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Trend story, a passê

Freedom of choice


A decade ago, a handful of tastemakers decided what was in fashion. Today anyone with access to a television or computer can make up their own mind. Fashion analysts say the trend story is passê.

Kate Lanphear, the platinum thatched, leather-sheathed style director of Elle, is commonly peppered at dinner parties with questions about fashion's next wave.
"The thing I get asked most, " she said, "is, 'What's the "in" color next season ?' "

The query rankles. "If I hear it one more time . . . " She trailed off, exhaling gustily.

Identifying directions in color, shape and mood and interpreting them for the camera are, of course, Ms. Lanphear's mêtier, a means of placing the season's most covetable looks in some kind of edifying context. "As a reporter, " she said, "you always keep your eye on trends. " But as a shopper? Not so much.

Ms. Lanphear is one in an influential coterie of tastemakers - merchants, stylists, photographers and bloggers - who can tick off new fashion directions like items on a high-end grocer's list. Neon, they will chorus, is having a moment;patterns pop;the trouser suit reigns;leather leggings are the season's instant update. Oh, and speaking of leather, black is (what else) the new black.

All well and good, as far as such observations go. But often as not, as insiders will tell you, that may not be far at all. "Trends, they are not what they used to be, " said Garance Dorê, the blogger and street-style photographer. Until some time in the 1970s, Ms. Dorê pointed out, fashion tended to follow a single, clear direction, handed down to the faithful with the ringing authority of Moses on the mount.

Robert Burke, a consultant for luxury brands and once the fashion director of Bergdorf Goodman, amplified the point. "As little as a decade ago, " he said, "we would gather at the Ritz in Paris to come up with trend stories, which would then be translated into shop windows and advertising. Forty or 50 of us held the keys to that secret information. "

Now that anyone with a passion for style and access to a television or computer screen can draw her own conclusions, "the trend story is passê, " Mr. Burke said.

Trends persist, of course, still scrutinized by mass merchants, manufacturers and many consumers, who use them as a compass, a means of navigating a sea of often-conflicting messages. But as an impetus to buy, trend reports rank fairly low on consumer checklists. Shoppers instead glean their fashion intelligence from a welter of sources, among them the runways, the Internet and the seemingly anarchic streets. How, then, to sort it all out? It's a matter of instinct, front-row stalwarts will tell you, and of personal taste. As Ms. Dorê put it, "We wear what we like. " That said, she and her nuance-sensitive peers turn to a handful of designers whose idiosyncratic but reliably identifiable output sets fashion's course. "Designers, along with a cluster of innovative brands, realize the value of consistency and continuity, " Mr. Burke said. "And of having their own voice. "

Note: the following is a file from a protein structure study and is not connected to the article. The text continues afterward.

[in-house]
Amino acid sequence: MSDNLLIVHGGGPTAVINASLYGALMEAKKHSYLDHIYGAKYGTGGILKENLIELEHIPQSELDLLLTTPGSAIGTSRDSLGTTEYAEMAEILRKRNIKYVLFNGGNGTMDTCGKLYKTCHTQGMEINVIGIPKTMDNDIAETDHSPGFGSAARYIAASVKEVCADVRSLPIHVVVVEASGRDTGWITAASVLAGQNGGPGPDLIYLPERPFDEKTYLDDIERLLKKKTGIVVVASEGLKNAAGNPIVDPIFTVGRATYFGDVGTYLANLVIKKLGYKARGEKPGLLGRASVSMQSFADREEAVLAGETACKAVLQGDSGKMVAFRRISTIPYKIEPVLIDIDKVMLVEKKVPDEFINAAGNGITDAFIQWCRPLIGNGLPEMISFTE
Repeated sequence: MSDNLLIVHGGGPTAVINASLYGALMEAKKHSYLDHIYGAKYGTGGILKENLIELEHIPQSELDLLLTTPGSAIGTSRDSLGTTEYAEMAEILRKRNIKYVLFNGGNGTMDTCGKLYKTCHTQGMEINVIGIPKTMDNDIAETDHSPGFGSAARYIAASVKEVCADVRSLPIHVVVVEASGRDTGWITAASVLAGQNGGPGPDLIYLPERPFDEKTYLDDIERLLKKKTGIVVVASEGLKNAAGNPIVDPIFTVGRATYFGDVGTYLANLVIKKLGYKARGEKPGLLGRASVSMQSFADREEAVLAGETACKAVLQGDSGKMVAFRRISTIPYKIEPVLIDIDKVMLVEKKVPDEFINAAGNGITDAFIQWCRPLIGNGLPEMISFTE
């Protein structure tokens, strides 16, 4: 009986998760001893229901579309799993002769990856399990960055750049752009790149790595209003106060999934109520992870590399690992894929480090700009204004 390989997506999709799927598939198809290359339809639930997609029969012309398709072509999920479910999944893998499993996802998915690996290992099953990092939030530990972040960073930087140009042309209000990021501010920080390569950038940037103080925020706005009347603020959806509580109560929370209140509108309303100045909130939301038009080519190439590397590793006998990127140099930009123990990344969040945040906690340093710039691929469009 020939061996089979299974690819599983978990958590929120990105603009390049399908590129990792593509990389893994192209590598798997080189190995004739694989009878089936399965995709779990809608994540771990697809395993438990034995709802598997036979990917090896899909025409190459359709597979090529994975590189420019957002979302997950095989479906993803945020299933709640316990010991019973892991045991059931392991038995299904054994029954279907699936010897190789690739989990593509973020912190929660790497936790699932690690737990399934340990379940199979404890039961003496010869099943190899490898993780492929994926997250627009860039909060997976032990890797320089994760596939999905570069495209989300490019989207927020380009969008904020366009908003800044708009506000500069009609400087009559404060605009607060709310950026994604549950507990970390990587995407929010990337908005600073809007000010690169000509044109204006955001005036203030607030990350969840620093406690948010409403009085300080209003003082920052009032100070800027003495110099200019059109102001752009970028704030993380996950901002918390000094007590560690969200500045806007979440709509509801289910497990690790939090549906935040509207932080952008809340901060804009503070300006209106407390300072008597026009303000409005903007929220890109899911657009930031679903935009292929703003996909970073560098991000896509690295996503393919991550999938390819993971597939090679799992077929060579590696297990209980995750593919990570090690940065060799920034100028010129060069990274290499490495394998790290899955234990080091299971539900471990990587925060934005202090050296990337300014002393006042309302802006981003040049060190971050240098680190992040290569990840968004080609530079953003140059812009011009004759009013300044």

Which of those voices speaks persuasively to women today? Mavericks like Phoebe Philo of Cêline, Francisco Costa of Calvin Klein and Nicolas Ghesquire of Balenciaga, whose ample, gently rounded coats are breaking new ground;David Neville and Marcus Wainwright of Rag & Bone and Alexander Wang, who have elevated urban-tough styling and free-spirited layering to a disciplined art. Also drawing high praise this year is Riccardo Tisci of Givenchy, whose gothtinctured regalia has taken fashion in a darkly romantic direction.

And that's just for starters.

"We buy what we love and what we're going to be able to sell, " said Roma Cohen, an owner of Alchemist in Miami Beach.

Mr. Cohen has placed his bets for fall on designer looks identifiable to the affluent Miamians who are his clients, and to the urbane visitors (New Yorkers, Italians, Brazilians) who descend on his two shops in high season.

Fall's most covetable pieces, he predicted, will include Joseph Altuzarra's nomadically inspired dresses and separates in a Moroccan-carpet print, their exoticism contrasting with his military-style jackets and coats;Rick Owens's bias-cut jerseys and tweeds, elaborations on his signature suedes;and the designs of Mr. Tisci, whose style is so much his own, Mr. Cohen said, "that people can look at a piece of his and right away read it as Givenchy".

A signature look from a favorite designer is a magnet to his clients.

"They are not looking for trends, " he said. "That's not what they care for. If they see something that everybody is doing, they'll go for something else. "

In most such conversations, overarching themes emerge. On the runways, Britannia rules, at least to some degree.

"London is having a moment, " said Ken Downing, the fashion director of Neiman Marcus, noting in particular fashion's infatuation with the Edwardian style of "Downton Abbey".

With the Jubilee fresh in their minds, he added, designers are no less inspired by the trappings of nobility: fur panels, lavish brocades, evening slippers and royalty's reigning emblem, the crown jewels. "Maybe that's why we are seeing so many brooches, " he suggested.


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